Shaping the User Experience

Keep it Simple
Don’t make the user think. A cashpoint machine is the perfect example of a simplistic user experience. Don't give too many choices - they intimidate and do not invite. Minimise the menu choices - users do not have time to scan a lengthy menu.

Recall and Return
Be bold and don’t be a sheep by avoiding visual clichés. Stand out and be memorable. Create strong brand awareness through impacting design and prompt your users to recall and return to your website.

Variation and Hierarchy
Bolding everything is not the way - be selective. Users engage better with a clear laid out hierarchy. It’s why newspapers have a headline and body text. They do not headline everything and varied elements on a page are more inticing and engaging. You can’t hear with too many screaming voices. Create emphasis and present a structure.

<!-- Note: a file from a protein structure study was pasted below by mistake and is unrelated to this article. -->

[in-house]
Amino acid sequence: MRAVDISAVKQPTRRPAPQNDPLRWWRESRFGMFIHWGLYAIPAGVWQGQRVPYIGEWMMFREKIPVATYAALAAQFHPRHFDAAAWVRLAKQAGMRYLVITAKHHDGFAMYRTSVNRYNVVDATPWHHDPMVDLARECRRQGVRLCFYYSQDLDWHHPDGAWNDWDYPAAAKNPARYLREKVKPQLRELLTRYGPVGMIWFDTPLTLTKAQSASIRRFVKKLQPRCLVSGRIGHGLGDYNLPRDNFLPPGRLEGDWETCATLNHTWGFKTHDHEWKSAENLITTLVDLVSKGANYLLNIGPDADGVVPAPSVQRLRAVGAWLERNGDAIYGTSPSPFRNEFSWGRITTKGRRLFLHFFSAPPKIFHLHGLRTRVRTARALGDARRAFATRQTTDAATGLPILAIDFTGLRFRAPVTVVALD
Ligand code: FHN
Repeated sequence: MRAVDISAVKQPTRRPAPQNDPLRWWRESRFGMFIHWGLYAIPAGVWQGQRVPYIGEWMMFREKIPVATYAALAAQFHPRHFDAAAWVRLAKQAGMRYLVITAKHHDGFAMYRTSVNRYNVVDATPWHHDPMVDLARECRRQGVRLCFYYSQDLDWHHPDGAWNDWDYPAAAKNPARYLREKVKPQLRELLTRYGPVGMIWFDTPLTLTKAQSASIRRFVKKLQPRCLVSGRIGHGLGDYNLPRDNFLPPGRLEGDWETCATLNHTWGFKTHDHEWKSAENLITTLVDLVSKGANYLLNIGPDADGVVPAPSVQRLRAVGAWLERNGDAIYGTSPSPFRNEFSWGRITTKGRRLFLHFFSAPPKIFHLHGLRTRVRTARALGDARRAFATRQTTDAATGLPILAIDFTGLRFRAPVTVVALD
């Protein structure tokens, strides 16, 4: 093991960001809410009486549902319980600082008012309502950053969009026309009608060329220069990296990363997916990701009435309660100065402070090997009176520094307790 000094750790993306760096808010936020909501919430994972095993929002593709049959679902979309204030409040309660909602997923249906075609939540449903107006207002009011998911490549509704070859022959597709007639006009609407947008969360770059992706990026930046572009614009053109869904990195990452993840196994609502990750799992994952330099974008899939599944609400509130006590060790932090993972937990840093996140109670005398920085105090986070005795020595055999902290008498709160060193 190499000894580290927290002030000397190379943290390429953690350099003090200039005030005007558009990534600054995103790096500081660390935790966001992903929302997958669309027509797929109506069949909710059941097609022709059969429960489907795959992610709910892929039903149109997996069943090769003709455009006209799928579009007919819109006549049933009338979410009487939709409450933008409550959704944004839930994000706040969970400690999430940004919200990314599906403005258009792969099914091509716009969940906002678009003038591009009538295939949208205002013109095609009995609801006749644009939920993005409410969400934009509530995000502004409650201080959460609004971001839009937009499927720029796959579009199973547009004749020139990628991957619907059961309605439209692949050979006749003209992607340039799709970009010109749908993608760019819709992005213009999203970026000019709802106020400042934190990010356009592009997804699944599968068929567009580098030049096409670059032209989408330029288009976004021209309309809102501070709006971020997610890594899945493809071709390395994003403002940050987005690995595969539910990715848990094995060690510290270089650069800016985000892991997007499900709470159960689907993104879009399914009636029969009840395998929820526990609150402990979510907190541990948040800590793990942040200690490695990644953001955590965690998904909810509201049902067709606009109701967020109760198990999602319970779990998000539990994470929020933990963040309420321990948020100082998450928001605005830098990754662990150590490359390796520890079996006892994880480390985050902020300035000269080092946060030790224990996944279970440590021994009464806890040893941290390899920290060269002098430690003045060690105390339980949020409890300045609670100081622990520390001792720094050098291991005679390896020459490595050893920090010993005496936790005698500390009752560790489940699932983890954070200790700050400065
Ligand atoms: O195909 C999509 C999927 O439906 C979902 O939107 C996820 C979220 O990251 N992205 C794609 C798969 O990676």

Relate and Response
A good brand experience is one that is relatable. Why do you like a friend, what qualities do they have? Create a positive emotive response through relation. A brand is a friend. Design is an extension. User experience should be entrenched in the brand and never distract.

Feature creep or putting in too many bells and whistles can destabilise and create too many parts. Be selective with features that deliver returns.

Form Follows Function
It’s all too easy to obsess over design but function and purpose should dictate and govern. Don’t dilute the function with too much focus on form.

Create a continuation of form across the user experience. A uniform aesthetic will stop your design feeling disjointed and create harmony for the user. It will also minimise distractions away from your brand and functions.

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